S.J. Deshpande, J.
1. The petitioners are the original accused in a criminal case arising out of a complaint filed by respondent No. 1 in the Court No. 2 of the Judicial Magistrate, First Class at Thane. This is an application by the petitioners original accused filed in this Court to exercise its powers under section 482 of the Criminal Procedure Code. This application is directed against an order of issue of process dated 22-9-1981 passed by the learned Magistrate, II Court at Thane in Criminal Case No. 5466 of 1981.
2. It is not necessary to give all detailed facts. The respondent complaint is the landlord and petitioners are the tenants. There is a civil suit pending between and the parties in the Court of the Civil Judge, (Senior Division), Thane in which a question of eviction of the tenant is involved.
3. On 25-9-1981 the complainant has filed a complaint before the Magistrate narrating the allegations which are attracted by provisions 341, 504 and 506(1) of the Indian Penal Code. The allegation of the complainant is that the petitioners are creating nuisance to the complainant and his wife. They are obstructing and restraining the complainant and his family from going by way. They are behaving in such a manner to outrage their modesty when they pass through the staircase of the house. The complainant has also referred to certain police complaints made against the petitioners. The complaint has also given a reference to the civil suit. On the basis of this complaint, the learned Magistrate examined the complaint on oath and after verification he was satisfied and issued the process as stated above. It is this order which is challenged in this petition.
4. It is not necessary to burden the judgment with detailed facts of this case. The learned Advocate for the petitioner had to concede that the allegations as disclosed in the complaint cannot be said to be absurd so as to give rise to any action for the complainant to move the Court. No inherent probability or illegal defect could be pointed out by the Advocate for the petitioner. The learned Advocate only referred to the civil suit and there was correspondence and that correspondence discloses certain omissions and the matter is of pure civil nature and for that proceedings are actually filed is the Court. Therefore, the complaint filed in certainly not an abuse of process. It is obvious that the contention must be rejected on the face of it. In view of the limited scope of the section 204 of the Criminal Procedure Code, it is not open to ask for he hearing at this stage. The abuse of process is a very strong word and unless the complaint which contains the material defect, it is impossible to base any attack on the basis that the proceedings started by the complaint are an abuse of process.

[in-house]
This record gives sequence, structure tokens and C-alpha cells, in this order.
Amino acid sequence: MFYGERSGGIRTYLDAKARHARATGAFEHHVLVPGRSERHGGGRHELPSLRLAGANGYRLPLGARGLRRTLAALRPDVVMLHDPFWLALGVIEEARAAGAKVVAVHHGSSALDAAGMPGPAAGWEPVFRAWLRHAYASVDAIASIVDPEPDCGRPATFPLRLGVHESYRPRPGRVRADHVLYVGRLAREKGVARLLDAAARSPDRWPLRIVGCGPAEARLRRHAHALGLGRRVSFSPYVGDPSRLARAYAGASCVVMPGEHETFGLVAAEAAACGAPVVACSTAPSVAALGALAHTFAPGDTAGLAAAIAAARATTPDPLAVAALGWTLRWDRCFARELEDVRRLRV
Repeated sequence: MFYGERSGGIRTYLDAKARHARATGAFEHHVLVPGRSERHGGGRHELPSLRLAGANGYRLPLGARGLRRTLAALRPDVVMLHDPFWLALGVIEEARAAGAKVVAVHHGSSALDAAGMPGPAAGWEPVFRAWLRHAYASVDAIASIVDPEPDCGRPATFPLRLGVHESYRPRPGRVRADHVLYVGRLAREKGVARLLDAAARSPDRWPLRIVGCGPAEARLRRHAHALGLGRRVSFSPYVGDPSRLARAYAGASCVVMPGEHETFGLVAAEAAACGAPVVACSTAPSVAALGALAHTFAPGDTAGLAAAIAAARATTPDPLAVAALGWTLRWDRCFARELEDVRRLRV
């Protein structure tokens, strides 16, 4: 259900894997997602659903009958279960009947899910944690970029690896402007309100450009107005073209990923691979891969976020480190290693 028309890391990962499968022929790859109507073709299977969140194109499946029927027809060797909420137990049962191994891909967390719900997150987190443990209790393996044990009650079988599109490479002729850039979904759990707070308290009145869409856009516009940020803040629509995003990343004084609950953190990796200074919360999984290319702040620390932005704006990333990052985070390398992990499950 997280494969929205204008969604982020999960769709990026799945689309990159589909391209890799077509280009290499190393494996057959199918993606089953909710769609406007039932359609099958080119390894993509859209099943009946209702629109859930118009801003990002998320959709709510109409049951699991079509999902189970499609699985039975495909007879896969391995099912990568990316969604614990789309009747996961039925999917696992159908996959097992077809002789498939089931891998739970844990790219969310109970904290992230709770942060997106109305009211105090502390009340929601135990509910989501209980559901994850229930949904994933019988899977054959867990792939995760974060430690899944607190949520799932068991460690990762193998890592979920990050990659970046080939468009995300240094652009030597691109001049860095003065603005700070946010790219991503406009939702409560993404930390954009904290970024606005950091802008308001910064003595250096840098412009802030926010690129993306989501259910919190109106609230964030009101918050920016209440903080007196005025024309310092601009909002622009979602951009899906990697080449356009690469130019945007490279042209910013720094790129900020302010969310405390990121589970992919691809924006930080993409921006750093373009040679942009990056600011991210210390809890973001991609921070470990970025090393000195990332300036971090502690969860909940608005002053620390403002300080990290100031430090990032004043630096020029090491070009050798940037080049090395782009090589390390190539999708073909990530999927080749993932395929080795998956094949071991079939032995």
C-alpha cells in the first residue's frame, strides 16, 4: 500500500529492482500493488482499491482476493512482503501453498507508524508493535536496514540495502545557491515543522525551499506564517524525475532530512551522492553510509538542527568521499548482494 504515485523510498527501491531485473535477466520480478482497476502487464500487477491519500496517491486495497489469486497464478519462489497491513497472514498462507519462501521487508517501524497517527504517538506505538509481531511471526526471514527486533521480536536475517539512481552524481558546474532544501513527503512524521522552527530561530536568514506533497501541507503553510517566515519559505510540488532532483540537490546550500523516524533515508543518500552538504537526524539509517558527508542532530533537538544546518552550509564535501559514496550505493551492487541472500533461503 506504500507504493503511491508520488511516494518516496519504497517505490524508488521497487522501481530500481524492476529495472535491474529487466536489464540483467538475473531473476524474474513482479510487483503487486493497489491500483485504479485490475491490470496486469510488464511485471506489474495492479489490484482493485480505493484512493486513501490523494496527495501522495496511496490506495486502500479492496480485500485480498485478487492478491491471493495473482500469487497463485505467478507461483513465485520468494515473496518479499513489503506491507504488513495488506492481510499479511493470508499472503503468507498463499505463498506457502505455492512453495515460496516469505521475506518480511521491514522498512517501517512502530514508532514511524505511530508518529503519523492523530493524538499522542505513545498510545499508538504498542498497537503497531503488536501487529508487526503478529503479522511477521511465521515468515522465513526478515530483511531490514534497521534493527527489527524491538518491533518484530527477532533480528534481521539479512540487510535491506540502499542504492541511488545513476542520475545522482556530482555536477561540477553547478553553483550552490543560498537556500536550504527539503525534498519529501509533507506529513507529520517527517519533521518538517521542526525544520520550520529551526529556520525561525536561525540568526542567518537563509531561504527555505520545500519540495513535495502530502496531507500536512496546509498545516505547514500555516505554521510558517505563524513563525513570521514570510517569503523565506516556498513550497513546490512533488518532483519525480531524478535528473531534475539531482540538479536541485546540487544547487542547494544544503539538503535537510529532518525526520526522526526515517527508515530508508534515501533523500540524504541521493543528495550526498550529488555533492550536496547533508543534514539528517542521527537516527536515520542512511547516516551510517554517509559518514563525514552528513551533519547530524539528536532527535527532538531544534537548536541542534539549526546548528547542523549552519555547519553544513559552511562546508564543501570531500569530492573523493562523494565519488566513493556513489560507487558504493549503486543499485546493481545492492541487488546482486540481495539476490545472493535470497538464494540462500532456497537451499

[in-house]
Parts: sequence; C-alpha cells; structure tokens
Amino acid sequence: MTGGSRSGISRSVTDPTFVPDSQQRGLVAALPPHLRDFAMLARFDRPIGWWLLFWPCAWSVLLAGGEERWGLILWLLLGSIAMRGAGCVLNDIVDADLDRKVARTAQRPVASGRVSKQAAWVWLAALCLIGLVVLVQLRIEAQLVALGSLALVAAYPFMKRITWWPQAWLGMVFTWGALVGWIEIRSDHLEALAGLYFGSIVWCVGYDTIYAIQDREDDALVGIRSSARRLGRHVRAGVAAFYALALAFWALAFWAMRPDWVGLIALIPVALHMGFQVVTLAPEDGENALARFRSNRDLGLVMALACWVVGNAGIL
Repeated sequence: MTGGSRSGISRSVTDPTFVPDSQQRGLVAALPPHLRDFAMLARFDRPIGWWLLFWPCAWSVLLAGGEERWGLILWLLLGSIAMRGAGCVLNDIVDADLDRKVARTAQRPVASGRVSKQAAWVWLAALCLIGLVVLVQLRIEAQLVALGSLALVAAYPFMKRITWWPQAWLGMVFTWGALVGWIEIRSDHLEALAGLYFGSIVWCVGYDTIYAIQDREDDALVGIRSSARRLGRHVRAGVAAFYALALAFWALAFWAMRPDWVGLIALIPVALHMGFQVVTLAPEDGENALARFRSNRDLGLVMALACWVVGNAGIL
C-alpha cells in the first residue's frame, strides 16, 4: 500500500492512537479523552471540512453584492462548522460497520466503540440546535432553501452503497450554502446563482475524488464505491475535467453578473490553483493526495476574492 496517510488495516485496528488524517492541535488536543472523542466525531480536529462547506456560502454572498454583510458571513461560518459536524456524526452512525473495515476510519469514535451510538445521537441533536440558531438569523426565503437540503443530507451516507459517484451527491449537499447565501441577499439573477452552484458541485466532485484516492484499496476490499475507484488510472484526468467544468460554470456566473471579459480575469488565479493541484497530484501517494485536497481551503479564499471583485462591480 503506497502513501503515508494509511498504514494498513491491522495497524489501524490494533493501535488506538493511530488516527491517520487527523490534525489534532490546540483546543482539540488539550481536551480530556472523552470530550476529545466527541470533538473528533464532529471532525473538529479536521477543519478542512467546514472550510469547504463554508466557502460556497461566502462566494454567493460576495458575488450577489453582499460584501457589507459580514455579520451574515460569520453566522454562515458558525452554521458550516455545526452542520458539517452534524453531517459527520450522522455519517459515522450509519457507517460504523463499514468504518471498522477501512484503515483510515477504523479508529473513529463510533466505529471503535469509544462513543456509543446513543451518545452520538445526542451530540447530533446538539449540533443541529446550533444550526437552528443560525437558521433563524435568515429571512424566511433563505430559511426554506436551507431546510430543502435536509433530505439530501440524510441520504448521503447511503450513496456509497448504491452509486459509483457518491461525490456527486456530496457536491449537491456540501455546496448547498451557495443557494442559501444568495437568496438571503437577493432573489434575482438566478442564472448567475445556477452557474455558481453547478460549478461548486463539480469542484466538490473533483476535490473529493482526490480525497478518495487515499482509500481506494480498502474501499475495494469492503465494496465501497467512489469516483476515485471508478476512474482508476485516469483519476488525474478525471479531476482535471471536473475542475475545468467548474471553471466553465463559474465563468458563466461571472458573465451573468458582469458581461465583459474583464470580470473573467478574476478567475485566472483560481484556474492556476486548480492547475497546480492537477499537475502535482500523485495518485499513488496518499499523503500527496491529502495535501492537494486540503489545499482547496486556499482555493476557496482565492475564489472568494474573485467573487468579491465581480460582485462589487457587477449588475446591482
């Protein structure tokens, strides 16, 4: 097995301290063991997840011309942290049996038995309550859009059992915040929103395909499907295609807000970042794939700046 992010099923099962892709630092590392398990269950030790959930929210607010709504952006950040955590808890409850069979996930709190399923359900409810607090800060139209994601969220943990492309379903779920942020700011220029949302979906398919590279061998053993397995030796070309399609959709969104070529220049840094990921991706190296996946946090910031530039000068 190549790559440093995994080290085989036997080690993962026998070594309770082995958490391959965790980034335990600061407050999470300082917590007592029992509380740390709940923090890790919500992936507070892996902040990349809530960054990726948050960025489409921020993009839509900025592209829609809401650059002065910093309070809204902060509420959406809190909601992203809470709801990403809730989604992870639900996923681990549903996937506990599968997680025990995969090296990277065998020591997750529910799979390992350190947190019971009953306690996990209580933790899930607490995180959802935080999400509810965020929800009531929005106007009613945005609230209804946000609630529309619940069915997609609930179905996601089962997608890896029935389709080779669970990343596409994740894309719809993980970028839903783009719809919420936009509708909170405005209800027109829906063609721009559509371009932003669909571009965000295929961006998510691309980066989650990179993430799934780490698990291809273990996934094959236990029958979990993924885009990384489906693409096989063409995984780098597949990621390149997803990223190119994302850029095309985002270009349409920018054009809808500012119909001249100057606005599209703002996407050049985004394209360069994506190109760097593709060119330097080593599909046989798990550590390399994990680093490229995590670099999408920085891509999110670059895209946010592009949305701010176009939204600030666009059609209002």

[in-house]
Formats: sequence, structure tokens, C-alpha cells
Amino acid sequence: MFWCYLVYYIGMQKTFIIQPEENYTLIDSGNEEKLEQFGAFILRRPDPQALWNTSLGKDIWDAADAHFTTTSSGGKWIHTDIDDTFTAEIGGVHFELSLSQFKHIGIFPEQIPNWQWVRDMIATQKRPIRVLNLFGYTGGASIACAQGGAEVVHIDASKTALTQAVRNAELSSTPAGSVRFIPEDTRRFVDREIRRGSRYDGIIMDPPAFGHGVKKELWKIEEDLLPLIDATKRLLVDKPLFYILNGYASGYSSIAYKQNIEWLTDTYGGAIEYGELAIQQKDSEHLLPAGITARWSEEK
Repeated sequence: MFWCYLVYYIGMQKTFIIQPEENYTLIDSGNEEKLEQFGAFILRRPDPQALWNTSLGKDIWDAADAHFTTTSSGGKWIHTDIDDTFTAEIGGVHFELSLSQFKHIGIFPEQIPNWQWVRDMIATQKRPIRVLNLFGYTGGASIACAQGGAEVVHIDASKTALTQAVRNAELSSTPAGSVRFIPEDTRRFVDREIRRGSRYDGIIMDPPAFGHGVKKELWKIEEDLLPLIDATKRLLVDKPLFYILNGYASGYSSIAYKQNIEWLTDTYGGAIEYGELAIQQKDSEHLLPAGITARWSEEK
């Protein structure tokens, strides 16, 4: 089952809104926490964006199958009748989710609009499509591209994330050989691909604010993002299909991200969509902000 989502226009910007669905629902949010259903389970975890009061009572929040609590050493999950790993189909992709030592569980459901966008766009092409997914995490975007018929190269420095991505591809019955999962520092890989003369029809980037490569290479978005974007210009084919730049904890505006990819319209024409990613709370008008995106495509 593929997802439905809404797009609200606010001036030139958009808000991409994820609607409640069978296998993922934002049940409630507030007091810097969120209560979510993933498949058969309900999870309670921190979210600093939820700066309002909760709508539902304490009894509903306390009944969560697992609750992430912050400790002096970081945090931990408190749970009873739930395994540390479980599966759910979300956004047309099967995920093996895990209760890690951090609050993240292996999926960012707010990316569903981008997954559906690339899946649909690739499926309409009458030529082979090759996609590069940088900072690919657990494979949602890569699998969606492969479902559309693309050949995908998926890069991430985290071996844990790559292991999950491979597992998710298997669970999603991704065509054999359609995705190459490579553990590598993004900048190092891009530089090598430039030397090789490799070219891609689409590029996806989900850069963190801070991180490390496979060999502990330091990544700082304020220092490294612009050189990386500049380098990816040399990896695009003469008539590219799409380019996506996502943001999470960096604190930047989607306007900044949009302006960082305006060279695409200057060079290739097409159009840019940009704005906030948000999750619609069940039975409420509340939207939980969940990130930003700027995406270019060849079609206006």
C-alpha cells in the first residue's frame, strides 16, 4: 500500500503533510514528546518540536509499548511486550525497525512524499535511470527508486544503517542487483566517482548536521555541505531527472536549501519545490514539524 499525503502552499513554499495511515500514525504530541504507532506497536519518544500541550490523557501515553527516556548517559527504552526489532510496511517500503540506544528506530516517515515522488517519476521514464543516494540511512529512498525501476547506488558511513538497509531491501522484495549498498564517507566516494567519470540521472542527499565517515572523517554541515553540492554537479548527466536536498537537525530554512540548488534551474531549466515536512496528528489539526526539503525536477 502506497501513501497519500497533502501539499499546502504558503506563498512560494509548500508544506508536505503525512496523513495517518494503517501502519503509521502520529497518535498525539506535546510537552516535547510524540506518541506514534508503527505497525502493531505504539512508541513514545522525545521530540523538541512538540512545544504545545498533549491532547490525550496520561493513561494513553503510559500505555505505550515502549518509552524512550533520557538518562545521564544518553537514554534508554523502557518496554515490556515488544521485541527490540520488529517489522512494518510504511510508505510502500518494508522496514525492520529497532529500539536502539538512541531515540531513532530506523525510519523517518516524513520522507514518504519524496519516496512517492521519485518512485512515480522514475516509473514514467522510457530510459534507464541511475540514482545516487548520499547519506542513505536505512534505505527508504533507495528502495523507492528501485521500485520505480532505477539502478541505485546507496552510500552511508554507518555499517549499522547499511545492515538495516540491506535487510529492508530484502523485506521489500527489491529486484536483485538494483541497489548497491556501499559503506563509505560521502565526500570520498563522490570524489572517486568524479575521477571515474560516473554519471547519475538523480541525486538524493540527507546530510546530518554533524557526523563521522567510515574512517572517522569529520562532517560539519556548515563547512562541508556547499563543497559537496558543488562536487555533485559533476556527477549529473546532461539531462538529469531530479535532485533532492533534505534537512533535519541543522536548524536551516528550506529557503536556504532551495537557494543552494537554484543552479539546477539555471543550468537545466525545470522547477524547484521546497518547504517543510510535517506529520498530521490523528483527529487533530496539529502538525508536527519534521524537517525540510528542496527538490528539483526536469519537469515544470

5. The learned Advocate for the respondent Shri V.P. Tipnis has invited my attention to a Supreme Court judgment reported in (S.C.Cases 1976, page 736), which lays down the law in such cases. In this case there are some reasons given. At the initial stage the Magistrate has to see whether the allegations made in the complaint disclose the offence or not. The fact that the learned Advocate for the petitioner could not find fault with the allegations in the complaint, it is sufficient to hold that the process issued by the Magistrate was quite right in view of the allegations made in the complaint.
6. There is no justification for this Court to exercise its powers under section 482 which are only reserved to do substantial justice or to avoid abuse of the process of the Court. Both these grounds of expressions as such as absent in the present case. As held by the Supreme Court in the above case that the jurisdiction of the Magistrate under section 202 of the Criminal Procedure Code is very limited and the enquiry is directed only to find out the truth of the allegations in the complaint, it is not necessary at this stage to find out whether any evidence also is there is support of the case. The only question is whether the person concerned is legally called upon to answer the allegations is of the complaint or not. As pointed out by the learned Advocate for the respondent, it is obvious that after accepting the process the petitioners could immediately go to the Magistrate and disclose all the material facts before him and the Magistrate can be invited to pass the appropriate orders.
7. The learned Advocate for the petitioner relied on the series of correspondence from the record which contains all the notices and replies of all statutory allegations related to complaint which entitled landlord to get a decree of eviction. I do not think that there is any justification to consider all this material at the stage when the process is issued. Moreover, in this particular case this material was not before the Magistrate at all. In fact, it is not necessary for the Magistrate to see such material at this stage because the law only requires to consider the complaint and examination on oath of the complaint. On the basis of these two documents i.e. the statement in the complaint and the verification on oath, if the Magistrate is satisfied with the allegations made in the complaint that it discloses the offence, he is empowered to issue process which cannot be hampered by any Court.
8. In the result, since I see no justification to interfere with the process issued by the Magistrate, the process stands and rule is discharged.